Pontypool soldier's memoirs of First World War

Pontypool soldier's memoirs of First World War

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Newport historian Richard Frame is typing up extracts from a first world war one soldiers diary, written from the trenches. Pictured is Richard at home in his study. (5678024)

Newport historian Richard Frame is typing up extracts from a first world war one soldiers diary, written from the trenches. Pictured is Richard at home in his study. (5678020)

First published in News

A VIVID and moving account written by a Pontypool soldier during the First World War could soon be published if a historian can trace any surviving relatives.

Author and publisher, Richard Frame, of Langstone, discovered the notes made by Private Charles Heare at South Wales Borderers Museum in Brecon, and is now hoping to gain permission from his relatives to publish them in a book, with proceeds going towards the museum.

Mr Frame said: “It seems Private Heare made rapid notes whilst in action and then wrote them up into a comprehensive record during rest periods. A photocopy of the resulting manuscript which reads like a book is now at South Wales Borderers Museum in Brecon."

"“We know that Mr Heare had children and grand-children some of whom survive. I would very much like to contact them for permission to publish Private Heare’s experiences as a book the proceeds to go to the regimental museum at Brecon.

“Usually it is the officers whose memoirs come down to us across the century. Here we have a Gwent man whose clear, compassionate eye took in the poetic joys of peaceful moments as well as the slaughter of the battlefields."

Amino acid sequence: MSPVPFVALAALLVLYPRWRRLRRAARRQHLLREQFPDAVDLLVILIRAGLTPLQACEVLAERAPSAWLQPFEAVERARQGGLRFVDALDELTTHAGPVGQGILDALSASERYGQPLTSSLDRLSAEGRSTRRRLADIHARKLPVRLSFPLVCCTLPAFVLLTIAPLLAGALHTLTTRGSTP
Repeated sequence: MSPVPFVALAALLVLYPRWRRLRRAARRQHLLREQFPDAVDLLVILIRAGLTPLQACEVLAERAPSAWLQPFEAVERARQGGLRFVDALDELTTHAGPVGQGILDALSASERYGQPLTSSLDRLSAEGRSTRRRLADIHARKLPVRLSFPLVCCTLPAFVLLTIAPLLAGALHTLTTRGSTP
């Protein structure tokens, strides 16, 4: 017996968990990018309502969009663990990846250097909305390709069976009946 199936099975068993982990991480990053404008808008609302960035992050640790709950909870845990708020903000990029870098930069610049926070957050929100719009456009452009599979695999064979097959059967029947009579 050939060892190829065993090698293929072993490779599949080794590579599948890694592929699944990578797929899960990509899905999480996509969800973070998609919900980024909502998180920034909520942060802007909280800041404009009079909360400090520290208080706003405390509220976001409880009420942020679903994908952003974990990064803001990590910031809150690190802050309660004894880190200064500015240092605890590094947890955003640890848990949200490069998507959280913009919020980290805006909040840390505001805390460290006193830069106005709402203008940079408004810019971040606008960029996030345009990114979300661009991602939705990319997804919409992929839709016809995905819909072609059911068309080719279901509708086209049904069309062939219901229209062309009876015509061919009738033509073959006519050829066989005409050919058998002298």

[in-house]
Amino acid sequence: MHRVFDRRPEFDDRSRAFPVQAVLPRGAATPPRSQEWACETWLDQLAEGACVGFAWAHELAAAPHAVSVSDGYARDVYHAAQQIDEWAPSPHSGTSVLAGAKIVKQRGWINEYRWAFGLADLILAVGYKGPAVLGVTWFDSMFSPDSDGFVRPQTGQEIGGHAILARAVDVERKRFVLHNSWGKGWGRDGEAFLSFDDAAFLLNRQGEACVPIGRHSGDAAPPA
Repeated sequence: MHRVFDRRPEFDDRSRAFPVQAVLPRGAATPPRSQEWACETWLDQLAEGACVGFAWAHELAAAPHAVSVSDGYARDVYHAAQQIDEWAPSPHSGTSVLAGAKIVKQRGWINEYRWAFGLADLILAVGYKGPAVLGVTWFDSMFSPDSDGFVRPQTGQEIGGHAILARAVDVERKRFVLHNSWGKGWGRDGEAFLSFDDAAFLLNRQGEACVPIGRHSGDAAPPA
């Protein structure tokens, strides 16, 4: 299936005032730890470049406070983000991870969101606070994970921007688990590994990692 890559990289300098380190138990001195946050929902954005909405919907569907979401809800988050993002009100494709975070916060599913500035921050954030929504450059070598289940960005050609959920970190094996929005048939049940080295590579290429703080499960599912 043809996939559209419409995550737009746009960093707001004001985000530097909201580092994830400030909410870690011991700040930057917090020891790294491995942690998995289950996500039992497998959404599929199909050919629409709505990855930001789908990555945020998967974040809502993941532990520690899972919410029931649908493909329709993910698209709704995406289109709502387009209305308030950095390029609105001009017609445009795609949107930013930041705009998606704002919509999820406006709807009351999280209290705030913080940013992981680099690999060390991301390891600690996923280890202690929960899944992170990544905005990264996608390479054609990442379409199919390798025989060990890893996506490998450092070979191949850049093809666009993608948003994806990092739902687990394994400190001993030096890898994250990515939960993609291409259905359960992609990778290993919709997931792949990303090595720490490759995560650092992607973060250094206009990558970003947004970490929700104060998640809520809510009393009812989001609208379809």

He said his words are 'illuminating' and provide a vivid and moving description of life and death during the Great War.

“Private Charles Heare from Pontypool was asked to do what no soldier or any human being should be asked to do – put a bullet through the head of a comrade," he said.

He added: "It was at the opening of the Battle of the Somme in July, 1916 that Heare was faced with his terrible dilemma. As he advanced into battle Heare – who had been told not to stop for any reason whatsoever – passed a soldier screaming in agony after his arms and legs had been blown off.

“When he had reached his objective Heare reported what he had seen and was told to back and help the man, the coded meaning being that he should put him out of his misery."

“When he went back the man was still alive and screaming. Heare pointed his rifle at the back of the man’s head, shaking as he prepared to pull the trigger but the man gasped and died thus saving Heare a gruesome duty.”

Little is known about Heare’s subsequent life although a picture exists of him shaking hands with Edward VIII during his visit to South Wales in 1936. A couple of subsequent mentions in the Pontypool Free Press are the only other records of Heare’s passing other than in his own word.”

If you are a relative of Private Heare's you can get in touch with Kath Skellon on 01633 777212.

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